training

Acquia U graduates

Do you remember what your first day on the job was like? Maybe it begins with an orientation by an HR administrator; where is the coffee, how do I get on the intranet, where is my nerf gun. For many software companies it goes more like "Here's a link to the wiki, version control creds are in your email, try not to screw anything up." As a self-made scrapper, I can totally respect a DIY orientation. Many consider it the first test, is the person ready to take initiative and figure things out for themselves? My first day at Acquia three and a half years ago was in this vein.

Planning for growth

As an organization gets larger though, the processes and roles become more complex and harder to adapt to. To react to this reality and to continuing hiring and developing stellar talent, we embarked on a new project 6 months ago called Acquia U.

Kay Van Valkenburgh and I took eight aspiring web developers and gave them six weeks of intensive training followed by two 6-week on-the-job training rotations through different departments at Acquia.

Basic training

The training portion of the program is rooted in the Agile development methodology where the participants choose, execute,

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Acquia U week one highlights

The group had a really busy week. Everyone from the Services department was on hands at Acquia - So they got a chance to meet with Dries, Peter Guagenti (VP Services) as well as Bryan house (VP Marketing) and many others.

In addition, as the group was cramming to get their work done, we got iced by the PS team.

With all that extra-curricular activity, they were crammed to get their assignment in. The assignment was simple:

  • Build a Drupal Gardens site as a portfolio of your work.
  • Interview 5 Acquians (selected at random).
  • Publish their interviews / photos on your site.
  • Build a view with list and tabular displays that can filter by department.
  • Make a block which showed a random Acquian.

The results where absolutely impressive. A few of these people (including Andrew - the first one below) were using Drupal for the first time! The group has since moved on, their portfolios have been moved to Acquia hosting.

Here's a few screenshots and links - check it out and get to know some Acquians and how the Ubies did on their first assignments.  

Please show the Ubies some love and comment on their blogs / follow them on twitter.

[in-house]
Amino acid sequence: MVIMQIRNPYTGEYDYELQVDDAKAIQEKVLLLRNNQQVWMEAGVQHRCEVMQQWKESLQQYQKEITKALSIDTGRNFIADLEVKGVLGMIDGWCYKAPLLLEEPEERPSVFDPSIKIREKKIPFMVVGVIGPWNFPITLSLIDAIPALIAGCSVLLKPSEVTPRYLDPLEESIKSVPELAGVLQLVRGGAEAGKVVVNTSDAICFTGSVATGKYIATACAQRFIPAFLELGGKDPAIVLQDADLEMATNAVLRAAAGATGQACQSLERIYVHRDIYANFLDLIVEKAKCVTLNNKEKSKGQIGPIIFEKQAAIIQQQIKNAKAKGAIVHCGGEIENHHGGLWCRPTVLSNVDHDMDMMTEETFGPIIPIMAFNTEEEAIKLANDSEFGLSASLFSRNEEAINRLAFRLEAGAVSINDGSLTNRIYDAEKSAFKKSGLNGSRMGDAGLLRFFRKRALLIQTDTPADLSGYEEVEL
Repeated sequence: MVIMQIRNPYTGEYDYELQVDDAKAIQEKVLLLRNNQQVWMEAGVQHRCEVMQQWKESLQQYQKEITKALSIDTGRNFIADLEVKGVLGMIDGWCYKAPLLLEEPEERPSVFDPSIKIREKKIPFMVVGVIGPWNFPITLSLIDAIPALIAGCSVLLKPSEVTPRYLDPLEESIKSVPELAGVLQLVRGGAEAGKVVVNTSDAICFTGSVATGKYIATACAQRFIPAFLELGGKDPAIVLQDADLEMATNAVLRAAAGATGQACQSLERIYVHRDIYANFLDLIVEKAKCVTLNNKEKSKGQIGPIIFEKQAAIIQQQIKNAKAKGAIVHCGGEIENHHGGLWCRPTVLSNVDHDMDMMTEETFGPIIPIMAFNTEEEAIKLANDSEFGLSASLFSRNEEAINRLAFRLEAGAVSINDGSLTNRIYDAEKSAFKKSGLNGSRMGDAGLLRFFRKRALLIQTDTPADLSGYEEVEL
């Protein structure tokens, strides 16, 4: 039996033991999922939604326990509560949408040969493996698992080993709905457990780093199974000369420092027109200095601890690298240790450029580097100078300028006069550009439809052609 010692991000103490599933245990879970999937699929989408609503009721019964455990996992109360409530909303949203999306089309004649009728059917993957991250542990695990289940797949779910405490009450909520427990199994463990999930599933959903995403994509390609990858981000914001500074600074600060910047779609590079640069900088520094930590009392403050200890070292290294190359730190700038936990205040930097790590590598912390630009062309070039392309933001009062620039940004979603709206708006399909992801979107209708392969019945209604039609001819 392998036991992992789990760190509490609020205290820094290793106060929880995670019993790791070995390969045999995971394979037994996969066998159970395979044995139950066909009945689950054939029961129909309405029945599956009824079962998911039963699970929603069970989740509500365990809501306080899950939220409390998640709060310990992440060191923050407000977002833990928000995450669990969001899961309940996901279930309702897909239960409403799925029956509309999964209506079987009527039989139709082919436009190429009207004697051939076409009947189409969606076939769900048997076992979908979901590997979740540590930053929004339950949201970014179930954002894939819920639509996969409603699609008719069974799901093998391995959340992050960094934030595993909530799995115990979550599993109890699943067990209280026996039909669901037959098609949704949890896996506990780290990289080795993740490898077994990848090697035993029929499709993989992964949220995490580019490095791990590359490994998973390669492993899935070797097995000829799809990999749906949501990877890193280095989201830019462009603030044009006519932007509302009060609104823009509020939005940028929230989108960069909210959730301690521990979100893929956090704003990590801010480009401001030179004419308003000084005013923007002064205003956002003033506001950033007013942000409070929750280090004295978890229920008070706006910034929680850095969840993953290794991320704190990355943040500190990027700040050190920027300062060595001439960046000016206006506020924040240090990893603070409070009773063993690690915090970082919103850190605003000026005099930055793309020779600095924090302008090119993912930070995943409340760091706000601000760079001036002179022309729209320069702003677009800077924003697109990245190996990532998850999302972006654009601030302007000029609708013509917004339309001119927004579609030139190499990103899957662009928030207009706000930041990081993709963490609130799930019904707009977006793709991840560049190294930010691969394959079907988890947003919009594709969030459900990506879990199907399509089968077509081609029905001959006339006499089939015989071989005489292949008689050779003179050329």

http://andrew.drupalgardens.com/interviews

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The making of a Ubie - Inside Acquia training

As you may know, Acquia has been growing quite fast. Since I joined the company in the fall of 2008, we have gone from about 25 employees to around 200 today. It has been a fantastic ride for everyone, and we see no signs of slowing. The tough part of growth for us has been keeping up with the demand for talented Drupalists. From what I understand, Acquia isn't unique in this requirement.

To fix this problem, the only option is to train. We do this in several ways:

These are all great for the labor shortage in the Drupal ecosystem as a whole, but doesn't explicitly solve our problem of needing to staff our client advisory, professional services or engineering teams (all hiring btw).

Acquia U

Enter Acquia U. Acquia U's goal is to take people who are recent grads or web developers who are new to Drupal and train them to become members of Acquia's technical teams.

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Lazy Programmers

The best programmers are lazy programmers.  Drupal, more than many other systems holds that maxim to be true.  Why do lazy programmers have an advantage?

Because Drupal is not a traditional software framework.  It is a framework, but it is a community first and a framework second.  There are over ten thousand existing modules to choose from and thousands more blog posts and online resources to copy code from.  Add to that a thriving community on IRC channels, forums and commercial support companies like Acquia and there are many ways to find solutions.  The last thing you should resort to is writing custom code.

Custom code is expensive to maintain, risky to a project and creates a dependency on the people who wrote it.  So while it is necessary to write some code on the vast majority of large Drupal sites, strive to practice configuration before coding. You can accomplish a lot just by picking the right modules and configuring them to suit your needs.

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Getting paid in candy: How Acquia is building the next generation of Drupalists

My employer Acquia is a commercial open source company.  That means that they make money (commercial) off of software they don't own (open source) and there are more than one of us (company).  It should be clear then that Acquia's survival is totally dependent on the success of the software it provides services around, Drupal.  

Drupal has been doing exceptionally well as of late.  In fact, Acquia just relased "the showcase"; it is a website detailing over 1000 high profile Drupal sites.  To name drop a few, The Whitehouse, Amnesty International, NCAA, The Economist, www.jacobsingh.name, and many, many more.  Drupal is charchterized by having a very robust community of thousands of developers, rapid innovation, successful conferenceslocal community organizing and a thriving ecosystem of service providers.  

The main thing threatening Drupal's growth right now is a lack of expert Drupal talent to meet the demand.   We now compete with the very largest proprietary systems and software companies in all industries.  We have the tech, it's proven, but we need enough people to execute.

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How to reach 90% and make it stick: Lessons from Acquia's DrupalCon training